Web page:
Cress and watercress are close cousins, having a bright, peppery flavor that adds pizazz to any meal or sandwich you add it to. Cress will grow in cool weather with damp soil along your other spring greens. Watercress grows in wet areas, along running water. Or you can grow it in a bowl on your counter, with some rocks to give it some height. If you ever saw the BBC Show, Grow Your Own Drugs with James Wong, you will remember an episode where he showed exactly how to do this. 

Cress is packed with nutrients, especially vitamin C. This made it especially popular in Victorian times, when fresh food and vitamins were in low supply, especially in winter. The vitamin C levels kept scurvy at bay, and recipes with cress were widely used especially when sick, giving a vitamin punch to a bad cold or flu bug. Of course, the Victorians didn’t understand why cress worked, they just knew it had results. 

cress, green, cress bread
Cress adds a peppery, delightful flavor to a sandwich or your morning toast.

Asian Mustard Greens

Asian mustard greens cover a wide variety of greens, most of which do best in the cooler weather of spring or fall. Popular in many Asian cuisines, there are types ranging in flavor from wasabi, to more mustardy flavors, such as mizuna. Mizuna, incidentally, is the best, low-light green I have ever come across. If you need a plant for the winter months that will grow prolifically with five hours of daylight, mizuna is your plant. 

There are many varieties, all nutritious and delightful for stir-fries, soups, and salads. 

blossom, bloom, flower
Broccolini is a type of wild mustard green, going to seed with a beautiful, yellow flower here. Which is edible, by the way.

Broccolini, or Raab 

Can we just talk about how broccolini does so well in containers too, as well as cool weather? As an early spring cold weather crop, it should be in every garden. It does not need the space that regular broccoli does, making it ideal for small garden spaces, or even interplanting between rows of other vegetables. Once it starts producing its small flower heads, keep them harvested to keep production going, and also slow down it’s going to seed.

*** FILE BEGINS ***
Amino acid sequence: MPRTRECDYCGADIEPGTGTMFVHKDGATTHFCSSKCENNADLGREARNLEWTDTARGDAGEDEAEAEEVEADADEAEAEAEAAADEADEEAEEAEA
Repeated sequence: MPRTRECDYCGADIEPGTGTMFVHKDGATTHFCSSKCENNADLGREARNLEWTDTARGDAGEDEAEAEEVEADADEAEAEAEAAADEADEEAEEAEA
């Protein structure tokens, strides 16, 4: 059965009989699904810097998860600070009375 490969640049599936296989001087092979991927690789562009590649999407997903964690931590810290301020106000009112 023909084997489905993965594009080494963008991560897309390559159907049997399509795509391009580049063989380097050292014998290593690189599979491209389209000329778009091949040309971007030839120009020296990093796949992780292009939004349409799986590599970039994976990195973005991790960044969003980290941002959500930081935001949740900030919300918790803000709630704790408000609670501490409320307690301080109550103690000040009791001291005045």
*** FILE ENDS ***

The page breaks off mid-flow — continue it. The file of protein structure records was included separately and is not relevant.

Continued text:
broccolini, kitchen, cooking
Regular harvesting of your broccolini, or raab, can give you many meals, in a shorter period than regular broccoli.

Cabbage for an Early Spring Harvest 

Cabbage is the ultimate early cold-weather vegetable crop. There are many good hybrids now that do better in the hot summer weather, and also take less time to grow. However, there are many winter types that do exceptionally well in the cold weather, which is why it is so popular in northern European cuisines. 

There are types that can be started in early spring and be ready in a couple of months. There are others, like the big old-fashioned savoyed winter types, that can be started late summer and will grow through to snowfall, and then keep growing first thing in the spring for a spring harvest. Or a late fall or mid-winter harvest. You have to be willing to go dig in the snow for those. 

savoy cabbage, cabbage, leafy greens
All cabbages tend to do best in cooler weather, but some, like this savoyed type, do exceptionally well.

There are many other types of cold-weather vegetable crops, but these are some of the easiest ones to find. 

What are your favorite early spring or late fall vegetables to grow? Leave a comment below on your go-to greens for others to try! 


4 thoughts on “Cold Hardy Early Spring Seeds to Plant – Your Guide to Spring Crops

  1. Thanks Cathy, very useful, I had never heard of corn salad, and will try watercress as I used to forage it in France when we were kids. Delicious with eggs and toast.
    I always read your emails, good information and inspiration during our long winter in Alberta.